• Need to settle how big the kids range should be


Don’t worry if you don’t think what you ship is good enough. It is. The scarce part is the shipping.

This post uses the SHIPIT project checklist which is a handy PDF.

Being at the edge

When I was learning my advanced motorcycle skills my instructor said the only way to know when you are on the the limit is to pass it. It’s why in practice in all sports you see them seemingly make mistakes, miss, wobble or crash. The fact is they simply need to find the very edge as that’s where the fear lies and the opportunity. If you won’t go to the edge someone else will. I’d prefer to wobble rather than crash but if the edge is the place to be then so be it.

PS I thought about this as I was riding my motorcycle last week and tried a new line through a roundabout and lost the front for a microsecond before regaining control.

Reading list 2018

Starting off the year with a book I tried to finish at the top of the year but didn’t quite pull off. According to my Reading List 2017 I managed to read 10 books which isn’t bad going considering the packed year and lack of public transport time. I love to buy new books faster than I can read them like a true book fiend. I hope to continue finding new homes once I’ve finished them too. Books are meant to be read.

  1. Originals by Adam Grant finished 5th January . Paperback ISBN 9780753556993. A look at how you can think and/or let others let loose their originality.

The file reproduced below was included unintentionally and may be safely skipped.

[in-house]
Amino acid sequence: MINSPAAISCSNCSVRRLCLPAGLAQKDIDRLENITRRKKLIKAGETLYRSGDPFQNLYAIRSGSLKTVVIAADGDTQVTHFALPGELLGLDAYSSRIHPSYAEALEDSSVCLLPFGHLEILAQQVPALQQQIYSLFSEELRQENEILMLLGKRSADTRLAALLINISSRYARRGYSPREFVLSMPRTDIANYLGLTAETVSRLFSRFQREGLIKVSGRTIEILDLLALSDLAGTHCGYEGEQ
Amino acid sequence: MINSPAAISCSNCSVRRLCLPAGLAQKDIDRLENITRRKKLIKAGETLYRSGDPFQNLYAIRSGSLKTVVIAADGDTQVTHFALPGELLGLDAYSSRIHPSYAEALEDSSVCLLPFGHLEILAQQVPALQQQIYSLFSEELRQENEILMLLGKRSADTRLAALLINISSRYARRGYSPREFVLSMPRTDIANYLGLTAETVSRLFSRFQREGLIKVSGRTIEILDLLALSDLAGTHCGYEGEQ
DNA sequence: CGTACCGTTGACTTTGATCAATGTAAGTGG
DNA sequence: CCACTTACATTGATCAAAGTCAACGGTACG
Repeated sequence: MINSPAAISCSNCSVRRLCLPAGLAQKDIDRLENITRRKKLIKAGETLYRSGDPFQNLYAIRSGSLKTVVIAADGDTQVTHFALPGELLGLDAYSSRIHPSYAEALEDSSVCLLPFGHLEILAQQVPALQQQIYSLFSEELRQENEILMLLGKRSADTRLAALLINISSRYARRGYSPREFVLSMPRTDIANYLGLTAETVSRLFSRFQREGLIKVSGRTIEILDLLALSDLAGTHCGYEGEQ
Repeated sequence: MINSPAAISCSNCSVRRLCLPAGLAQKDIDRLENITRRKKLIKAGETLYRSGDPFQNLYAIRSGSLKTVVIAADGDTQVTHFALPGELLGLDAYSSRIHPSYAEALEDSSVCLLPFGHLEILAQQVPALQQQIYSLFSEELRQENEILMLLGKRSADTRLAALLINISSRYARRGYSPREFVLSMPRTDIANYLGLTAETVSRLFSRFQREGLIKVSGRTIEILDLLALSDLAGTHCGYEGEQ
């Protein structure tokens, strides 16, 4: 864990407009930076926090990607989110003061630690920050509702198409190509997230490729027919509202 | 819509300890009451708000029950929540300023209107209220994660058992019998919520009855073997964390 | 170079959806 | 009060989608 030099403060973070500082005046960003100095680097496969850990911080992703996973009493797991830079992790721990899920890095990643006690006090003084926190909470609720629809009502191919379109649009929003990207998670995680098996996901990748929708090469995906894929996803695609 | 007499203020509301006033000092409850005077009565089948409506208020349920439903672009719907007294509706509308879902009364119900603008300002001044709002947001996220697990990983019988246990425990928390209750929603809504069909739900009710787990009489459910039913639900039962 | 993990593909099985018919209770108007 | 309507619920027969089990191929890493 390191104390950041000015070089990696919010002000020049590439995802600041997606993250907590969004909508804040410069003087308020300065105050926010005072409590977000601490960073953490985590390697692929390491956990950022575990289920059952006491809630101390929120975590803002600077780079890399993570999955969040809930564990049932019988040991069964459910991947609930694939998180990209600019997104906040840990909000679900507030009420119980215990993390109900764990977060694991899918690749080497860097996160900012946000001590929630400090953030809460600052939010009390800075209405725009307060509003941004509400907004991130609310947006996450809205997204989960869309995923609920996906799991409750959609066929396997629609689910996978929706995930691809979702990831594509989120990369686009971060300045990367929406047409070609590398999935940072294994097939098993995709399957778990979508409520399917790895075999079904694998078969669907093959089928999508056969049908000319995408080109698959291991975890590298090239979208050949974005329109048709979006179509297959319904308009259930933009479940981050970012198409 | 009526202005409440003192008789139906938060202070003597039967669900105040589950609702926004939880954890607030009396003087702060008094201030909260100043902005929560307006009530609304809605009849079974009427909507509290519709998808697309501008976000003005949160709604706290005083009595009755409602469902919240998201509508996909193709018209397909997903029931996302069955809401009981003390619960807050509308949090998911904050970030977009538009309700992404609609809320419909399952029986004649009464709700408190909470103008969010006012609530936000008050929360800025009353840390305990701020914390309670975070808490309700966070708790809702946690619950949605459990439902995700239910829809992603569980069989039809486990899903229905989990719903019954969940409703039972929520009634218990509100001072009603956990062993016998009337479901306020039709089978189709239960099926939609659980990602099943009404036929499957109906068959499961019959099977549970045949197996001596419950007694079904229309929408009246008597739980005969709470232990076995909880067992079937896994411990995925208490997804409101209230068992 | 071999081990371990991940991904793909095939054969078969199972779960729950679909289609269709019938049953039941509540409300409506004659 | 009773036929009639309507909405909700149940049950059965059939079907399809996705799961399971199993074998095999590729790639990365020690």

2. Extreme Ownership by Jocko Willink and Leif Babin finished 27th February. Hardback ISBN 9781250183866. A nice blend of military accounts and leadership principles that focus on owning mistakes and failures. Get Some!
  3. The Road Less Travelled by M. Scott Peck finished 24th April. Paperback ISBN 9781846041075. Not my usual style of book and I struggled with it passed the first third. Oh well.
  4. the four by Scott Galloway finished 16 May 2018. Hardback ISBN 9780593077894. An insightful and witty take on four of the largest businesses on the planet. Lots of bits made me chuckle but there is a serious thread about the lack of control and tiny employment these guys generate directly. Def worth a read.
  5. Digital transformation at scale: why the strategy is delivery by Andrew Greenway, Ben Terrett, Mike Bracken and Tom Loosemore finished 28 May 2018. Paperback ISBN 9781907994784. A great recap of hundreds of people’s efforts in the past 6 years to drive digital change, for government but also to support folks like me in local government. The book does a good job of acting as part potted history and part guidance for getting things done. A message throughout is that it isn’t complicated, it’s just hard. A must read not only for those who are believers but also for folks who disregard or shrug off digital as something that can be ignored. Thank you to the GDS folks and everybody fighting the good fight.